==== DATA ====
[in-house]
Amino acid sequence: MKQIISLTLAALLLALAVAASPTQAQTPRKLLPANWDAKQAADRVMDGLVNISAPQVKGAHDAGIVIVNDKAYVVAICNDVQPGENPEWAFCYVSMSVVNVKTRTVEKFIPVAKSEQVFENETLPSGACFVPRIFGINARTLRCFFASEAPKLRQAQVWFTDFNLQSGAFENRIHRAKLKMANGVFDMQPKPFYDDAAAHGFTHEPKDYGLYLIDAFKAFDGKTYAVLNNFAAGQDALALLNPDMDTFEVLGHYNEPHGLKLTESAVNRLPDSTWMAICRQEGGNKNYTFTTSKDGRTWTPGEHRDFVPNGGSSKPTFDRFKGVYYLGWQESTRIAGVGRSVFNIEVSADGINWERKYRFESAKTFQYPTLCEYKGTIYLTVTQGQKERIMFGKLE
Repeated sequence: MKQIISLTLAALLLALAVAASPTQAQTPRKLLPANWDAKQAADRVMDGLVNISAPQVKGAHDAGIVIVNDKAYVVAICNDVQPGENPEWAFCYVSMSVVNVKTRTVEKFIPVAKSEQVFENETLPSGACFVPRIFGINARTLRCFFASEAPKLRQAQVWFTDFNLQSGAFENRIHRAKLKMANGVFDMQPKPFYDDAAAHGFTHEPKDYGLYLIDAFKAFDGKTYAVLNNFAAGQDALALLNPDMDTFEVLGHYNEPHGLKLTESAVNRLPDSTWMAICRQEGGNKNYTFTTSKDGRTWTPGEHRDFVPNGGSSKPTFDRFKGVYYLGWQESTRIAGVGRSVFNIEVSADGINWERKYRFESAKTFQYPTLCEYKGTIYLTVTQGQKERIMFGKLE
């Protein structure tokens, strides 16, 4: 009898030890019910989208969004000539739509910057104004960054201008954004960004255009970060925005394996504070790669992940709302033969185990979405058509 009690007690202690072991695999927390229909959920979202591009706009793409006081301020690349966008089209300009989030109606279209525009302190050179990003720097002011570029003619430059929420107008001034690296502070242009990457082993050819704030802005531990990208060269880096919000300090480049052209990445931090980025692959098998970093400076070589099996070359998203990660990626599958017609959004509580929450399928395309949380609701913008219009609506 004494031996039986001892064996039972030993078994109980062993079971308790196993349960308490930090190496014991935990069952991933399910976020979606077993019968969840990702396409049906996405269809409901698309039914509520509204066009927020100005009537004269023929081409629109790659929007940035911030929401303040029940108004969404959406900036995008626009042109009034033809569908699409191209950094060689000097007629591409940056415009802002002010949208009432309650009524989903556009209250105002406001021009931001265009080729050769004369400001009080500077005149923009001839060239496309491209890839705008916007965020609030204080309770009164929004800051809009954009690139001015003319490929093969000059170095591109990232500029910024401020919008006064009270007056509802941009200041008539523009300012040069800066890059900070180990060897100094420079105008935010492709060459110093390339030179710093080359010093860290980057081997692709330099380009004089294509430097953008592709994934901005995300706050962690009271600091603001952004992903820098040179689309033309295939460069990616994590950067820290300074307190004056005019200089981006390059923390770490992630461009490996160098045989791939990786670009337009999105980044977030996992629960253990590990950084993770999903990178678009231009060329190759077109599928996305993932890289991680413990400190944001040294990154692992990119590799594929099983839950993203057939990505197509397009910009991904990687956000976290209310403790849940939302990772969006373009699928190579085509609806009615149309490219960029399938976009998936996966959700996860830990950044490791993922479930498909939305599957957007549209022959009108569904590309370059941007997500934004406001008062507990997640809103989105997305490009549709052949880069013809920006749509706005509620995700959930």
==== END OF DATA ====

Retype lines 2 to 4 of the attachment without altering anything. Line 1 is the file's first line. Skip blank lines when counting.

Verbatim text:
Amino acid sequence: MKQIISLTLAALLLALAVAASPTQAQTPRKLLPANWDAKQAADRVMDGLVNISAPQVKGAHDAGIVIVNDKAYVVAICNDVQPGENPEWAFCYVSMSVVNVKTRTVEKFIPVAKSEQVFENETLPSGACFVPRIFGINARTLRCFFASEAPKLRQAQVWFTDFNLQSGAFENRIHRAKLKMANGVFDMQPKPFYDDAAAHGFTHEPKDYGLYLIDAFKAFDGKTYAVLNNFAAGQDALALLNPDMDTFEVLGHYNEPHGLKLTESAVNRLPDSTWMAICRQEGGNKNYTFTTSKDGRTWTPGEHRDFVPNGGSSKPTFDRFKGVYYLGWQESTRIAGVGRSVFNIEVSADGINWERKYRFESAKTFQYPTLCEYKGTIYLTVTQGQKERIMFGKLE
Repeated sequence: MKQIISLTLAALLLALAVAASPTQAQTPRKLLPANWDAKQAADRVMDGLVNISAPQVKGAHDAGIVIVNDKAYVVAICNDVQPGENPEWAFCYVSMSVVNVKTRTVEKFIPVAKSEQVFENETLPSGACFVPRIFGINARTLRCFFASEAPKLRQAQVWFTDFNLQSGAFENRIHRAKLKMANGVFDMQPKPFYDDAAAHGFTHEPKDYGLYLIDAFKAFDGKTYAVLNNFAAGQDALALLNPDMDTFEVLGHYNEPHGLKLTESAVNRLPDSTWMAICRQEGGNKNYTFTTSKDGRTWTPGEHRDFVPNGGSSKPTFDRFKGVYYLGWQESTRIAGVGRSVFNIEVSADGINWERKYRFESAKTFQYPTLCEYKGTIYLTVTQGQKERIMFGKLE
């Protein structure tokens, strides 16, 4: 009898030890019910989208969004000539739509910057104004960054201008954004960004255009970060925005394996504070790669992940709302033969185990979405058509 009690007690202690072991695999927390229909959920979202591009706009793409006081301020690349966008089209300009989030109606279209525009302190050179990003720097002011570029003619430059929420107008001034690296502070242009990457082993050819704030802005531990990208060269880096919000300090480049052209990445931090980025692959098998970093400076070589099996070359998203990660990626599958017609959004509580929450399928395309949380609701913008219009609506 004494031996039986001892064996039972030993078994109980062993079971308790196993349960308490930090190496014991935990069952991933399910976020979606077993019968969840990702396409049906996405269809409901698309039914509520509204066009927020100005009537004269023929081409629109790659929007940035911030929401303040029940108004969404959406900036995008626009042109009034033809569908699409191209950094060689000097007629591409940056415009802002002010949208009432309650009524989903556009209250105002406001021009931001265009080729050769004369400001009080500077005149923009001839060239496309491209890839705008916007965020609030204080309770009164929004800051809009954009690139001015003319490929093969000059170095591109990232500029910024401020919008006064009270007056509802941009200041008539523009300012040069800066890059900070180990060897100094420079105008935010492709060459110093390339030179710093080359010093860290980057081997692709330099380009004089294509430097953008592709994934901005995300706050962690009271600091603001952004992903820098040179689309033309295939460069990616994590950067820290300074307190004056005019200089981006390059923390770490992630461009490996160098045989791939990786670009337009999105980044977030996992629960253990590990950084993770999903990178678009231009060329190759077109599928996305993932890289991680413990400190944001040294990154692992990119590799594929099983839950993203057939990505197509397009910009991904990687956000976290209310403790849940939302990772969006373009699928190579085509609806009615149309490219960029399938976009998936996966959700996860830990950044490791993922479930498909939305599957957007549209022959009108569904590309370059941007997500934004406001008062507990997640809103989105997305490009549709052949880069013809920006749509706005509620995700959930």